# Sliding Window Technique in C++

Sliding Window Technique or Window Sliding Technique is a computational technique that is mainly used to reduce the use of nested loop and replace it with a single loop. It can also solve problems that involve linear sequences, such as arrays.

Sliding window technique is a subset of dynamic programming where we treat a series of components as a window. It is comparable to a bus window or a sliding door. We remove the last element and add the new part when the window advances. Nested loops are unnecessary because one loop is sufficient to complete our task.

Let’s understand it by an example. Think of a long chain that is connected. Consider applying oil to the entire chain with your hands rather than pouring it from above. Here, one approach is that pick up some oil and rub it onto a portion of the chain. Then rub some more oil onto the next length of the chain where oil has not yet been applied and so on until the entire chain has been lubricated.

Another method is using a towel dipped in oil to hold onto the chain's one end. Instead of repeatedly redipping the material, slide it with your hand onto the next section, the next, and so on until you reach the other end.

The second method is called the Sliding Window Technique, and the Sliding Window refers to the piece that slides from one end to the other.

### How to employ the Sliding Window Approach?

When the size of the computation window is fixed for the duration of the entire nested loop, the Sliding Window Approach can be used in a specific situation. The temporal complexity can only be lowered after that.

### How to use it?

The following examples show how the sliding window technique is generally used:

• Determine the necessary window size.
• Create the first window's result, starting from the data structure's beginning.
• Next, slide the window by 1 using a loop, and keep calculating the outcome window by window.

Examples

Given an array of integers of size "n," our goal is to get the highest sum of the array's first "k" members.

``````Input: arr [] = {100,200,300,400}, k=2
Output: 700
Input: arr [] = {2,3}, k=3
Output: Invalid
``````

Now, let's use the Brute Force Approach to analyze the issue. Starting with the first index, we add up to the kth element. We perform it for each set of k items or blocks that can follow one another. This method uses nested for loops; the inner or nested loop will add until the kth element. The outer for loop starts with the first element of the block of k items.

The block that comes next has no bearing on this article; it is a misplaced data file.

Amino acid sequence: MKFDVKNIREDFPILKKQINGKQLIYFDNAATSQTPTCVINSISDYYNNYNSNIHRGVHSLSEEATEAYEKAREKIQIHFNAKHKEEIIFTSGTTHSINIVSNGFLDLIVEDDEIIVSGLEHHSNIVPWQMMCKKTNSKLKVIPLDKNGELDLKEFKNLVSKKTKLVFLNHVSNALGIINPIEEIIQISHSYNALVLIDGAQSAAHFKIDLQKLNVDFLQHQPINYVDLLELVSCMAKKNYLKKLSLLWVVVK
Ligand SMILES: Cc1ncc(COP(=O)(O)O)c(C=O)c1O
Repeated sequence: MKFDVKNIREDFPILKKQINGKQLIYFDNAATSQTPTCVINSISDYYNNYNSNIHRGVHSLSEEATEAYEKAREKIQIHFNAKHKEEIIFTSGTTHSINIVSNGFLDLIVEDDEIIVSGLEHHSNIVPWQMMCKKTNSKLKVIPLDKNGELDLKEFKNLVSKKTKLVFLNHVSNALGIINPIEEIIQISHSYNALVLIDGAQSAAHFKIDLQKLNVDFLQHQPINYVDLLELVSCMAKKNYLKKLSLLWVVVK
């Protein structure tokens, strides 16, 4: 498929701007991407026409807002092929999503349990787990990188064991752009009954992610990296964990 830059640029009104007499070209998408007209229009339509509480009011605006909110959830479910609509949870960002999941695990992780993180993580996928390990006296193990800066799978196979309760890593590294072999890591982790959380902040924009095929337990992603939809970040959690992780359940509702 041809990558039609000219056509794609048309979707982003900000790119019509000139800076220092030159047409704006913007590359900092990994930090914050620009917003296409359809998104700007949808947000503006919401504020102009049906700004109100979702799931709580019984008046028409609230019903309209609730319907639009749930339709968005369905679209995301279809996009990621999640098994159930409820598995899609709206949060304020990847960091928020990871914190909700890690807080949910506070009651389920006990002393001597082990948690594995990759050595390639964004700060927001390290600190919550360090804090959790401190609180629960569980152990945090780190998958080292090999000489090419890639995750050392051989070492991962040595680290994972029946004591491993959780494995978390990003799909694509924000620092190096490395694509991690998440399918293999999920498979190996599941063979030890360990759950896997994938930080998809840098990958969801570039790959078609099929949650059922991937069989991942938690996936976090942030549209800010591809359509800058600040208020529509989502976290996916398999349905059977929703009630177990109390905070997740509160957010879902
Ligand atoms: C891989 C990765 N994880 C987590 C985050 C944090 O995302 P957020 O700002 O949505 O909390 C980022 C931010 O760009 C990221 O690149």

Example 1:

``````#include <bits/stdc++.h>
usingnamespace std;
intmaximum(int arr[], int n, int k)
{
intmax_sum = INT_MIN;
for (inti = 0; i< n - k + 1; i++) {
intcurrent_sum = 0;
for (int j = 0; j < k; j++)
current_sum = current_sum + arr[i + j];
max_sum = max(current_sum, max_sum);
}

returnmax_sum;
}
intmain()
{
intarr[] = { 1, 4, 2, 10, 2, 3, 1, 0, 20 };
int k = 4;
int n = sizeof(arr) / sizeof(arr[0]);
cout<<maxSum(arr, n, k);
return 0;
}
``````

Output:

`24`

As can be seen from the code above, which has two nested loops, the time complexity is O(k*n).

Take two pointers, with the first pointer (start) pointing to the array's first element and the second pointer (end) at the kth position. We will iterate over the first k components using a loop to do this. We will then store the result sum in the example above as needed in a variable. As the window sum, the value kept in the variable will be used.To advance the window, we will first shift the start and end points by one unit, subtract the value at the start pointer from the window sum, and then add the new value of the end pointer to the window sum. We will now receive a new window with a size of k and a further window sum. By simply adding the element at the ith index and removing the piece at the i-kth index, sliding windows can also be achieved without using two-pointers.

We shall keep doing this till the specified array is finished.

Example 2:

``````#include <bits/stdc++.h>
usingnamespace std;
int maximum(int arr[], int n, int k)
{
if(n < k)
{
return -1;
}
int sum = 0;
for(int i = 0; i< k; i++)
sum += arr[i];
int windowsum = sum;
for(int i = k; i< n; i++)
{
windowsum += arr[i] - arr[i - k];
sum = max(sum, windowsum);
}
return sum;
}
int minsum(int arr[], int n, int k)
{
if(n < k)
{
return -1;
}
int sum = 0;
for(int i = 0; i< k; i++)
sum += arr[i];
int windowsum = sum;
for(int i = k; i< n; i++)
{
windowsum += arr[i] - arr[i - k];
sum = min(sum, windowsum);
}
return sum;
}
int main()
{
int arr[] = {7, 2, 5, 1, 6, 4, 3};
int k = 3;
int n = sizeof(arr) / sizeof(arr[0]);
cout<<maxsum(arr, n, k)<<endl;
cout<<minimum(arr, n, k)<<endl;
return 0;
}
``````

Output:

``````14
8
``````

### Time Complexity

The above method only utilizes one loop; hence its time complexity is O(n).